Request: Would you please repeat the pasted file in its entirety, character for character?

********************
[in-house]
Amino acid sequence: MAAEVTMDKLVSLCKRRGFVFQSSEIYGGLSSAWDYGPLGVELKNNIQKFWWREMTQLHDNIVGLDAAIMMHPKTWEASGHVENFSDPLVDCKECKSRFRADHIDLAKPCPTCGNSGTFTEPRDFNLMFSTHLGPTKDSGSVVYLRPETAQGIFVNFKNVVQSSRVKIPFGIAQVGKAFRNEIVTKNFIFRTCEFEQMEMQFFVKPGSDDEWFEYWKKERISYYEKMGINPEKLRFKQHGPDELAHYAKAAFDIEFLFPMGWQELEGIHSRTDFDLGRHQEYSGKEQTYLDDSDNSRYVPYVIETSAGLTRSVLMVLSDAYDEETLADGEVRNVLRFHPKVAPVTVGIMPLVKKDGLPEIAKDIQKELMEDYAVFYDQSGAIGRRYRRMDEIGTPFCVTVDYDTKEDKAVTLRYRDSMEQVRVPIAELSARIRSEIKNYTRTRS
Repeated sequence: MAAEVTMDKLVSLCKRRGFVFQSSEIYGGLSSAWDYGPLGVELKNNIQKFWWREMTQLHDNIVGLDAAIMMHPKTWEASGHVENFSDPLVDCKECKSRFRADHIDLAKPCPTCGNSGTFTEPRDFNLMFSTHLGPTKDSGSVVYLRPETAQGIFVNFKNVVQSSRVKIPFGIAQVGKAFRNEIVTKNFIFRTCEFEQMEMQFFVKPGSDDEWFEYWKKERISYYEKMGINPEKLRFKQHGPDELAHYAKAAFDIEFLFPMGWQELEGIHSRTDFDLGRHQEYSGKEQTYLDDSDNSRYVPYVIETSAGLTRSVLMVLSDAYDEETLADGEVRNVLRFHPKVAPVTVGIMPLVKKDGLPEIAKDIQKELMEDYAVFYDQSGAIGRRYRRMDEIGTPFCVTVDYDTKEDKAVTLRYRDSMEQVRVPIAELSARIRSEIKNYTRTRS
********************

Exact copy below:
[in-house]
Amino acid sequence: MAAEVTMDKLVSLCKRRGFVFQSSEIYGGLSSAWDYGPLGVELKNNIQKFWWREMTQLHDNIVGLDAAIMMHPKTWEASGHVENFSDPLVDCKECKSRFRADHIDLAKPCPTCGNSGTFTEPRDFNLMFSTHLGPTKDSGSVVYLRPETAQGIFVNFKNVVQSSRVKIPFGIAQVGKAFRNEIVTKNFIFRTCEFEQMEMQFFVKPGSDDEWFEYWKKERISYYEKMGINPEKLRFKQHGPDELAHYAKAAFDIEFLFPMGWQELEGIHSRTDFDLGRHQEYSGKEQTYLDDSDNSRYVPYVIETSAGLTRSVLMVLSDAYDEETLADGEVRNVLRFHPKVAPVTVGIMPLVKKDGLPEIAKDIQKELMEDYAVFYDQSGAIGRRYRRMDEIGTPFCVTVDYDTKEDKAVTLRYRDSMEQVRVPIAELSARIRSEIKNYTRTRS
Repeated sequence: MAAEVTMDKLVSLCKRRGFVFQSSEIYGGLSSAWDYGPLGVELKNNIQKFWWREMTQLHDNIVGLDAAIMMHPKTWEASGHVENFSDPLVDCKECKSRFRADHIDLAKPCPTCGNSGTFTEPRDFNLMFSTHLGPTKDSGSVVYLRPETAQGIFVNFKNVVQSSRVKIPFGIAQVGKAFRNEIVTKNFIFRTCEFEQMEMQFFVKPGSDDEWFEYWKKERISYYEKMGINPEKLRFKQHGPDELAHYAKAAFDIEFLFPMGWQELEGIHSRTDFDLGRHQEYSGKEQTYLDDSDNSRYVPYVIETSAGLTRSVLMVLSDAYDEETLADGEVRNVLRFHPKVAPVTVGIMPLVKKDGLPEIAKDIQKELMEDYAVFYDQSGAIGRRYRRMDEIGTPFCVTVDYDTKEDKAVTLRYRDSMEQVRVPIAELSARIRSEIKNYTRTRS